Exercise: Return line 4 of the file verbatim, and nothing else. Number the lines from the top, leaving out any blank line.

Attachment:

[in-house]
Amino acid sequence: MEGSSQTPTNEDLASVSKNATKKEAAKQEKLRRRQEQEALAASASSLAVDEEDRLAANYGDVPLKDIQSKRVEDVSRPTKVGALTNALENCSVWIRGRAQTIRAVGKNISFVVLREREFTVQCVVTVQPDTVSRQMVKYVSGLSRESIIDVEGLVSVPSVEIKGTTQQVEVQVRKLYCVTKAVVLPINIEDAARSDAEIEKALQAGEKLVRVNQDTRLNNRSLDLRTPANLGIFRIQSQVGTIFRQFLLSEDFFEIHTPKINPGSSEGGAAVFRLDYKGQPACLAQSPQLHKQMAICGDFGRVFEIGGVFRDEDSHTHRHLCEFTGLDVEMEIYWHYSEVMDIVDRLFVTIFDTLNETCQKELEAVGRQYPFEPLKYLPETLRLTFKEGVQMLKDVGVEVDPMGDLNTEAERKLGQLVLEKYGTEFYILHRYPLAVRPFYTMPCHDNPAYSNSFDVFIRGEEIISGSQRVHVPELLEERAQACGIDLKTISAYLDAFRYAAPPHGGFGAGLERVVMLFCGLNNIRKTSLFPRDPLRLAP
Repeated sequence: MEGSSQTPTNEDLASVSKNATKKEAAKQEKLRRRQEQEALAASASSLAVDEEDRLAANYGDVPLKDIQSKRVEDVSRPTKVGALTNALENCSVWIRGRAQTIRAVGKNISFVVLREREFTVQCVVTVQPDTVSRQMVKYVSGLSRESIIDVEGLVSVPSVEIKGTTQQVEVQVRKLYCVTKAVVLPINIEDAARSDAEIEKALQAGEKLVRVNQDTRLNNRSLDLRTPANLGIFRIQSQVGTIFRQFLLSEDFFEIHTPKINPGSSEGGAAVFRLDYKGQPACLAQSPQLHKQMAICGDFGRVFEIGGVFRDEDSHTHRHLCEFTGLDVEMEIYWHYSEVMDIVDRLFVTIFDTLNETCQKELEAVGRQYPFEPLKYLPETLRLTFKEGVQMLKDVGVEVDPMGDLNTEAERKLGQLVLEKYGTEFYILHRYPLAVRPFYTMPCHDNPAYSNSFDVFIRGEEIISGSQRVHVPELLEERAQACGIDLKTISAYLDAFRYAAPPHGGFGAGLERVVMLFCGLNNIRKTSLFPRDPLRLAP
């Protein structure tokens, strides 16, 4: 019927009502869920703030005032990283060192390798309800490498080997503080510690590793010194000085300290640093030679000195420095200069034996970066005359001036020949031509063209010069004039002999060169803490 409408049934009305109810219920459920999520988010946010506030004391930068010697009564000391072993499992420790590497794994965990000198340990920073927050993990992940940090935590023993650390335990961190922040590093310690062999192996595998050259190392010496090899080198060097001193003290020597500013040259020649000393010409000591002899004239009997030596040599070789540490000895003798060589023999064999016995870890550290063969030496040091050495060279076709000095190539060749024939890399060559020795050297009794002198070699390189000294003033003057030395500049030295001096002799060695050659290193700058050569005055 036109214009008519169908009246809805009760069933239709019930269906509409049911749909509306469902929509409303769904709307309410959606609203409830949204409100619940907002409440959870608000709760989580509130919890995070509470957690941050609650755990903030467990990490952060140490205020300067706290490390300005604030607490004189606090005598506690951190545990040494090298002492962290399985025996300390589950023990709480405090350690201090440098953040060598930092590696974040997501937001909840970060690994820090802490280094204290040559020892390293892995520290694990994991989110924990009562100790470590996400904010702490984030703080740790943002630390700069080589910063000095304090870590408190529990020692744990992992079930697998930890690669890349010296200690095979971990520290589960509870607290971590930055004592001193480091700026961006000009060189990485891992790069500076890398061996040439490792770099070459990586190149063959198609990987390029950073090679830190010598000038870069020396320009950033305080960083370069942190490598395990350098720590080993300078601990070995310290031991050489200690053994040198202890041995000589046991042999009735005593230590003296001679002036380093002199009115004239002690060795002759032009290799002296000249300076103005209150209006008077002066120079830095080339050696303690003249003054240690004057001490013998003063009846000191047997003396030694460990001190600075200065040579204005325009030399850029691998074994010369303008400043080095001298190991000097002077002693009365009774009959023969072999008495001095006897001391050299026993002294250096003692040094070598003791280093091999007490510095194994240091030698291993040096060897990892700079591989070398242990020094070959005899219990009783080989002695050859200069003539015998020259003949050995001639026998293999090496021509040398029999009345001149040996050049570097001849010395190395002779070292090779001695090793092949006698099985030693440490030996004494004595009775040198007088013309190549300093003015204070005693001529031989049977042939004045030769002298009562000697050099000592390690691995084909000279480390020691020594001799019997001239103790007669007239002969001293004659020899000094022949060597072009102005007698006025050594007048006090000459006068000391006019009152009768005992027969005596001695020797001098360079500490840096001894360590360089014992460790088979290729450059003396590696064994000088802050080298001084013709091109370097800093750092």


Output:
């Protein structure tokens, strides 16, 4: 019927009502869920703030005032990283060192390798309800490498080997503080510690590793010194000085300290640093030679000195420095200069034996970066005359001036020949031509063209010069004039002999060169803490 409408049934009305109810219920459920999520988010946010506030004391930068010697009564000391072993499992420790590497794994965990000198340990920073927050993990992940940090935590023993650390335990961190922040590093310690062999192996595998050259190392010496090899080198060097001193003290020597500013040259020649000393010409000591002899004239009997030596040599070789540490000895003798060589023999064999016995870890550290063969030496040091050495060279076709000095190539060749024939890399060559020795050297009794002198070699390189000294003033003057030395500049030295001096002799060695050659290193700058050569005055 036109214009008519169908009246809805009760069933239709019930269906509409049911749909509306469902929509409303769904709307309410959606609203409830949204409100619940907002409440959870608000709760989580509130919890995070509470957690941050609650755990903030467990990490952060140490205020300067706290490390300005604030607490004189606090005598506690951190545990040494090298002492962290399985025996300390589950023990709480405090350690201090440098953040060598930092590696974040997501937001909840970060690994820090802490280094204290040559020892390293892995520290694990994991989110924990009562100790470590996400904010702490984030703080740790943002630390700069080589910063000095304090870590408190529990020692744990992992079930697998930890690669890349010296200690095979971990520290589960509870607290971590930055004592001193480091700026961006000009060189990485891992790069500076890398061996040439490792770099070459990586190149063959198609990987390029950073090679830190010598000038870069020396320009950033305080960083370069942190490598395990350098720590080993300078601990070995310290031991050489200690053994040198202890041995000589046991042999009735005593230590003296001679002036380093002199009115004239002690060795002759032009290799002296000249300076103005209150209006008077002066120079830095080339050696303690003249003054240690004057001490013998003063009846000191047997003396030694460990001190600075200065040579204005325009030399850029691998074994010369303008400043080095001298190991000097002077002693009365009774009959023969072999008495001095006897001391050299026993002294250096003692040094070598003791280093091999007490510095194994240091030698291993040096060897990892700079591989070398242990020094070959005899219990009783080989002695050859200069003539015998020259003949050995001639026998293999090496021509040398029999009345001149040996050049570097001849010395190395002779070292090779001695090793092949006698099985030693440490030996004494004595009775040198007088013309190549300093003015204070005693001529031989049977042939004045030769002298009562000697050099000592390690691995084909000279480390020691020594001799019997001239103790007669007239002969001293004659020899000094022949060597072009102005007698006025050594007048006090000459006068000391006019009152009768005992027969005596001695020797001098360079500490840096001894360590360089014992460790088979290729450059003396590696064994000088802050080298001084013709091109370097800093750092």